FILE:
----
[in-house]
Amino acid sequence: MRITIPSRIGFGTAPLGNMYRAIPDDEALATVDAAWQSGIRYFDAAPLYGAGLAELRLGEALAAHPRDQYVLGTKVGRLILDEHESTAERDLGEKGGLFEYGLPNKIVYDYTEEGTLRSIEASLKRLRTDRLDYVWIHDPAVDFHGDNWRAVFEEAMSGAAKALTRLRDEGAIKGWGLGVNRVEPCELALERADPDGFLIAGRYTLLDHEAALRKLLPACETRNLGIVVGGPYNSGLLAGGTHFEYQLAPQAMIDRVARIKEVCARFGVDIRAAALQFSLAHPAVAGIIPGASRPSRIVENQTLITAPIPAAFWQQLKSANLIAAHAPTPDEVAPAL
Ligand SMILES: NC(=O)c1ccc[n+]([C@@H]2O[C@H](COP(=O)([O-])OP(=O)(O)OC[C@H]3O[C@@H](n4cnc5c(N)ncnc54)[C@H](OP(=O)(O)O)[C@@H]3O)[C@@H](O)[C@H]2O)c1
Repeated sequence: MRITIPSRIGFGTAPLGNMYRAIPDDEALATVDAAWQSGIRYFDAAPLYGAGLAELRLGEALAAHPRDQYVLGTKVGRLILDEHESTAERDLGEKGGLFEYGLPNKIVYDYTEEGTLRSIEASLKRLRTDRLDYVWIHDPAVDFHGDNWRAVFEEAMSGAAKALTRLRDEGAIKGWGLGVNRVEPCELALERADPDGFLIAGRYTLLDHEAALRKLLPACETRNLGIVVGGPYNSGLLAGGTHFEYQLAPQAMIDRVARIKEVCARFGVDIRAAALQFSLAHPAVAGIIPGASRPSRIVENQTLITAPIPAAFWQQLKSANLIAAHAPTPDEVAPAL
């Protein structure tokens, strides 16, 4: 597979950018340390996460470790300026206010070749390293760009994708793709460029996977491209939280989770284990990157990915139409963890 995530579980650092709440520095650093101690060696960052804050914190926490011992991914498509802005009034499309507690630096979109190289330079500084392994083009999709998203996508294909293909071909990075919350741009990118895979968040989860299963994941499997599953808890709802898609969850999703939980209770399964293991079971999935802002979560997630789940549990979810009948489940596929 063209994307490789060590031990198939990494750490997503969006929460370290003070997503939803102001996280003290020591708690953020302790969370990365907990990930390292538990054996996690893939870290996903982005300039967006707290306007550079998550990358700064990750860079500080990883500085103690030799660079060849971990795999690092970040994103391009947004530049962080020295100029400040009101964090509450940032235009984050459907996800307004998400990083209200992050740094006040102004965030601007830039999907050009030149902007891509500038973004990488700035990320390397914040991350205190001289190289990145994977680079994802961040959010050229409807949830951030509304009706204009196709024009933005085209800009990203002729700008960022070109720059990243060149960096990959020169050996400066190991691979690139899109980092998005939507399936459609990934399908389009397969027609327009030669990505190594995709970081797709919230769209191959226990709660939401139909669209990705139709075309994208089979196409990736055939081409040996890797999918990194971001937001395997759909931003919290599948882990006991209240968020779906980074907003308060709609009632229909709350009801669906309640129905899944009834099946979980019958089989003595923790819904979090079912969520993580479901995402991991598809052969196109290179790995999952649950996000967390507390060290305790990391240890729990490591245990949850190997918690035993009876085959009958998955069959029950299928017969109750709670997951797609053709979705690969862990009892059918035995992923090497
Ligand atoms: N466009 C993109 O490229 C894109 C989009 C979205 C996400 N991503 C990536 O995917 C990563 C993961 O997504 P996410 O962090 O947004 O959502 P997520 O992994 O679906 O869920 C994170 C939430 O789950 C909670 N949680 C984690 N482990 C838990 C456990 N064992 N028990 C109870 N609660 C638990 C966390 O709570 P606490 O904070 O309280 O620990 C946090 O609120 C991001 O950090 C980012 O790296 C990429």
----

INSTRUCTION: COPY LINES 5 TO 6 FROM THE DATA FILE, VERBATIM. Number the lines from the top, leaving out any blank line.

């Protein structure tokens, strides 16, 4: 597979950018340390996460470790300026206010070749390293760009994708793709460029996977491209939280989770284990990157990915139409963890 995530579980650092709440520095650093101690060696960052804050914190926490011992991914498509802005009034499309507690630096979109190289330079500084392994083009999709998203996508294909293909071909990075919350741009990118895979968040989860299963994941499997599953808890709802898609969850999703939980209770399964293991079971999935802002979560997630789940549990979810009948489940596929 063209994307490789060590031990198939990494750490997503969006929460370290003070997503939803102001996280003290020591708690953020302790969370990365907990990930390292538990054996996690893939870290996903982005300039967006707290306007550079998550990358700064990750860079500080990883500085103690030799660079060849971990795999690092970040994103391009947004530049962080020295100029400040009101964090509450940032235009984050459907996800307004998400990083209200992050740094006040102004965030601007830039999907050009030149902007891509500038973004990488700035990320390397914040991350205190001289190289990145994977680079994802961040959010050229409807949830951030509304009706204009196709024009933005085209800009990203002729700008960022070109720059990243060149960096990959020169050996400066190991691979690139899109980092998005939507399936459609990934399908389009397969027609327009030669990505190594995709970081797709919230769209191959226990709660939401139909669209990705139709075309994208089979196409990736055939081409040996890797999918990194971001937001395997759909931003919290599948882990006991209240968020779906980074907003308060709609009632229909709350009801669906309640129905899944009834099946979980019958089989003595923790819904979090079912969520993580479901995402991991598809052969196109290179790995999952649950996000967390507390060290305790990391240890729990490591245990949850190997918690035993009876085959009958998955069959029950299928017969109750709670997951797609053709979705690969862990009892059918035995992923090497
Ligand atoms: N466009 C993109 O490229 C894109 C989009 C979205 C996400 N991503 C990536 O995917 C990563 C993961 O997504 P996410 O962090 O947004 O959502 P997520 O992994 O679906 O869920 C994170 C939430 O789950 C909670 N949680 C984690 N482990 C838990 C456990 N064992 N028990 C109870 N609660 C638990 C966390 O709570 P606490 O904070 O309280 O620990 C946090 O609120 C991001 O950090 C980012 O790296 C990429």